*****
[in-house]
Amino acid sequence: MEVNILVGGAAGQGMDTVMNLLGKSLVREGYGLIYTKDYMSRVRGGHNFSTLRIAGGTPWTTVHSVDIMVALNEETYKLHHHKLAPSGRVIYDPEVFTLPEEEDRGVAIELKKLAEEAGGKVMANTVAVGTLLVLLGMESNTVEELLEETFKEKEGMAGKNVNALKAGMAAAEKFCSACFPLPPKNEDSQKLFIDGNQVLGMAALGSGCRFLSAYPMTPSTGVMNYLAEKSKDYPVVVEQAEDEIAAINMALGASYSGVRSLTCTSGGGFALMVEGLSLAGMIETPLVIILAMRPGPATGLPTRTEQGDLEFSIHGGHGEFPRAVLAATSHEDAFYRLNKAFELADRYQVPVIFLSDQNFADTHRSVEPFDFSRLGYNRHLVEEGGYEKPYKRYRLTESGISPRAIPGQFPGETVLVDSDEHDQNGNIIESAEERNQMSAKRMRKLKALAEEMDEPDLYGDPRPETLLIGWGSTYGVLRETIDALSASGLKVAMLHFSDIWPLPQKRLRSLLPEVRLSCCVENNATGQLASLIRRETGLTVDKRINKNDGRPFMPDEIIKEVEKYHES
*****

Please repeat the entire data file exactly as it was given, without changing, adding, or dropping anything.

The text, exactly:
[in-house]
Amino acid sequence: MEVNILVGGAAGQGMDTVMNLLGKSLVREGYGLIYTKDYMSRVRGGHNFSTLRIAGGTPWTTVHSVDIMVALNEETYKLHHHKLAPSGRVIYDPEVFTLPEEEDRGVAIELKKLAEEAGGKVMANTVAVGTLLVLLGMESNTVEELLEETFKEKEGMAGKNVNALKAGMAAAEKFCSACFPLPPKNEDSQKLFIDGNQVLGMAALGSGCRFLSAYPMTPSTGVMNYLAEKSKDYPVVVEQAEDEIAAINMALGASYSGVRSLTCTSGGGFALMVEGLSLAGMIETPLVIILAMRPGPATGLPTRTEQGDLEFSIHGGHGEFPRAVLAATSHEDAFYRLNKAFELADRYQVPVIFLSDQNFADTHRSVEPFDFSRLGYNRHLVEEGGYEKPYKRYRLTESGISPRAIPGQFPGETVLVDSDEHDQNGNIIESAEERNQMSAKRMRKLKALAEEMDEPDLYGDPRPETLLIGWGSTYGVLRETIDALSASGLKVAMLHFSDIWPLPQKRLRSLLPEVRLSCCVENNATGQLASLIRRETGLTVDKRINKNDGRPFMPDEIIKEVEKYHES